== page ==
“There is no doubt that children are those most affected by natural disasters,” Rana Flowers, UNICEF representative in Vietnam, told Al Jazeera, adding that families’ ability to secure nutritious food for their children had already suffered as a result of the pandemic.
An estimated 375,000 people were sent to evacuation centres during the storms and floods, including about 90,000 children, according to Flowers.
“Many of the evacuation sites were overcrowded, did not have access to sufficient water and sanitation and healthcare, and lacked appropriate management needed to prevent the spread of COVID-19 and to mitigate protection risks especially for women and children,’’ Flowers said, adding that the situation severely affected the mental health and psychosocial wellbeing of children.
A study brief published in August by the US-based Society for Research in Child Development showed that children may suffer longer-term physical and psychological deficits than adults, including difficulty sleeping or concentrating and losing interest in their usual activities – chronic mental health symptoms have been observed among children as long as four years after a disaster.
“In the long run, to be sustainable, the Vietnamese government should invest more to strengthen mental health services for children and their families, looking at the nationwide system and also building the workforce,’’ Flowers said.
Deforestation, which affects the ability of the land to retain water, also contributed to the flooding and a series of severe landslides during the stormy season, Deputy Prime Minister Trinh Dinh Dung said at a legislative National Assembly meeting last month.
Between 2002 and 2019, Vietnam lost 657,000 hectares (1.6 million acres) of primary forest – 23 percent of its total tree-cover loss according to data from international monitoring service Global Forest Watch. About 50 percent of all tree-cover loss between 2001 and 2019 took place in 11 of the country’s 63 provinces – eight of them in central Vietnam, it said.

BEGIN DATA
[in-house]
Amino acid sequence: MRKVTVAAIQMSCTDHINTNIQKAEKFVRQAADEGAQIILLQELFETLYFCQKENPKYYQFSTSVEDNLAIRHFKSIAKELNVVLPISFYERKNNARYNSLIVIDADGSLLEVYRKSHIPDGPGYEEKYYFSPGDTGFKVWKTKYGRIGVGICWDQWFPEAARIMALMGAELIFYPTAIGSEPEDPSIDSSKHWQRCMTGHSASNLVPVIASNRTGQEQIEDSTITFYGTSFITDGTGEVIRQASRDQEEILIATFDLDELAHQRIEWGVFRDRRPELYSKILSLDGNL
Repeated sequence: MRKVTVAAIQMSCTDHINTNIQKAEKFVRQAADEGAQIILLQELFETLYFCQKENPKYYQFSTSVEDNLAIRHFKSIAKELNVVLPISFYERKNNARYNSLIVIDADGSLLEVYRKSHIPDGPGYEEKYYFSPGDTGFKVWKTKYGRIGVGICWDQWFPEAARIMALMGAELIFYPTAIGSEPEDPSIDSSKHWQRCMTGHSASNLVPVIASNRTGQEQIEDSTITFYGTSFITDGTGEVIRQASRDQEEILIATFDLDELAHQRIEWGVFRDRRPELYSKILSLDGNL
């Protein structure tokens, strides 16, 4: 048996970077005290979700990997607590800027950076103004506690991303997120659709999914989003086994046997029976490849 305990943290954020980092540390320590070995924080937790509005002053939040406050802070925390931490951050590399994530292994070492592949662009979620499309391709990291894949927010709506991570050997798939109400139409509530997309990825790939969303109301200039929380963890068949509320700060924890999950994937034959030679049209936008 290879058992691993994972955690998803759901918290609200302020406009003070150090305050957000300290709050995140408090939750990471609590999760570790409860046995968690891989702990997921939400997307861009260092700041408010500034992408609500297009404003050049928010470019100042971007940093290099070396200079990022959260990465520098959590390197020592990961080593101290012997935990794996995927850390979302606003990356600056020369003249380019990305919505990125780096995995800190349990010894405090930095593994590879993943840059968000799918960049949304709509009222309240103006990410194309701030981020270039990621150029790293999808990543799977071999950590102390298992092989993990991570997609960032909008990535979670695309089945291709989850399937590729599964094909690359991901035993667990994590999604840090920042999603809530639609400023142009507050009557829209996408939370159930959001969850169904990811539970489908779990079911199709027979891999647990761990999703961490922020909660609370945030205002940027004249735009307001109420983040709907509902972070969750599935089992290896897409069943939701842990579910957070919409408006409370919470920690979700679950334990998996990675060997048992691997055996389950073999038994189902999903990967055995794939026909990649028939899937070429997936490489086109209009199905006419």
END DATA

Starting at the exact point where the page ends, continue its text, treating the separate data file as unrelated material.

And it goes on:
The devastating landslides and flooding have prompted concerns about deforestation caused by the construction of hydropower plants in forests.
As of 2018, there were 385 dams in operation, with an additional 143 under construction, according to the Ministry of Industry and Trade. Earlier this month, the minister acknowledged the increased evidence of the loss of watershed forests and vegetation, as well as a loss of soil adhesion, as a result of the developments.
Prime Minister Nguyen Xuan Phuc suggested last month at a legislative National Assembly meeting that Vietnam target planting one billion trees in the next five years, although he did not elaborate on how the initiative would be executed.
The government has also announced sustainable and long-term missions to cope with storms in central Vietnam, including upgrading climate-change adaptation scenarios and relocating people in areas at risk of landslide and flooding.
For those who have been living in the area for generations, like the parents of 21-year-old university student Le Thi Thuyen, leaving their storm-battered homes seems unfathomable.
“We can be accustomed to annual storms but whenever they come, we are still worried,” said Thuyen, a native of Quang Binh, one of the hardest-hit provinces in the central region.
Thuyen, who left for Ho Chi Minh City to study and is currently an intern at a non-governmental organisation in Vietnam’s biggest city, called her parents and siblings back home every day when the storms were pounding their commune, flooding and isolating homes in low-lying areas.
Tears welled up in her eyes when she thought of her 12-year-old brother who does not know how to swim.
“I read news about kids who got swept away by the flood and I was really worried about my brother,” the 21-year-old said.
Thuyen’s parents, who make a living from agriculture and working on other people’s farms, have already been struggling this year because of the pandemic – and the storm season has created more problems, destroying their crops, and fish. It also meant weeks when there were no jobs to be found.
“Tet this year won’t be as fulfilling as others for us,” Thuyen said. “This time, it won’t be my parents supporting me, but I will be supporting them with what I can.”